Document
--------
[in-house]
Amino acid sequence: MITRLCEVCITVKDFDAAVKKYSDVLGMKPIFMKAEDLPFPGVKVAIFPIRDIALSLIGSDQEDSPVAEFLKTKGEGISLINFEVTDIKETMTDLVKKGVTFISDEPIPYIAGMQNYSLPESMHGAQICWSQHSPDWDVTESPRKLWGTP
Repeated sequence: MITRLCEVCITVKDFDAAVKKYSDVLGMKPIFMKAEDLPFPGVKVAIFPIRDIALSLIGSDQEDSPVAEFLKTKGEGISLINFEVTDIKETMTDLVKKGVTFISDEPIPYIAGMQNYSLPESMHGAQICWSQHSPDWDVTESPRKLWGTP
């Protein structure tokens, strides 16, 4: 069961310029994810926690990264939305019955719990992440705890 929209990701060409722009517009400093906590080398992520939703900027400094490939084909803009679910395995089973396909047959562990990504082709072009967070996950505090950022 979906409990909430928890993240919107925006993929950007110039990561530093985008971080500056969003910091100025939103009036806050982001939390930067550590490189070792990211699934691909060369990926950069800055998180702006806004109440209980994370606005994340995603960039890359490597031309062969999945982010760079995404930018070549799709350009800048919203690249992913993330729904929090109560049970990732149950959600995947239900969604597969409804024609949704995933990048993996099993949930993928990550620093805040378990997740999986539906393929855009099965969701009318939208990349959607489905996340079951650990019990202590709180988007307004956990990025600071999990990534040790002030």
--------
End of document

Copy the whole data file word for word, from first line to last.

[in-house]
Amino acid sequence: MITRLCEVCITVKDFDAAVKKYSDVLGMKPIFMKAEDLPFPGVKVAIFPIRDIALSLIGSDQEDSPVAEFLKTKGEGISLINFEVTDIKETMTDLVKKGVTFISDEPIPYIAGMQNYSLPESMHGAQICWSQHSPDWDVTESPRKLWGTP
Repeated sequence: MITRLCEVCITVKDFDAAVKKYSDVLGMKPIFMKAEDLPFPGVKVAIFPIRDIALSLIGSDQEDSPVAEFLKTKGEGISLINFEVTDIKETMTDLVKKGVTFISDEPIPYIAGMQNYSLPESMHGAQICWSQHSPDWDVTESPRKLWGTP
């Protein structure tokens, strides 16, 4: 069961310029994810926690990264939305019955719990992440705890 929209990701060409722009517009400093906590080398992520939703900027400094490939084909803009679910395995089973396909047959562990990504082709072009967070996950505090950022 979906409990909430928890993240919107925006993929950007110039990561530093985008971080500056969003910091100025939103009036806050982001939390930067550590490189070792990211699934691909060369990926950069800055998180702006806004109440209980994370606005994340995603960039890359490597031309062969999945982010760079995404930018070549799709350009800048919203690249992913993330729904929090109560049970990732149950959600995947239900969604597969409804024609949704995933990048993996099993949930993928990550620093805040378990997740999986539906393929855009099965969701009318939208990349959607489905996340079951650990019990202590709180988007307004956990990025600071999990990534040790002030």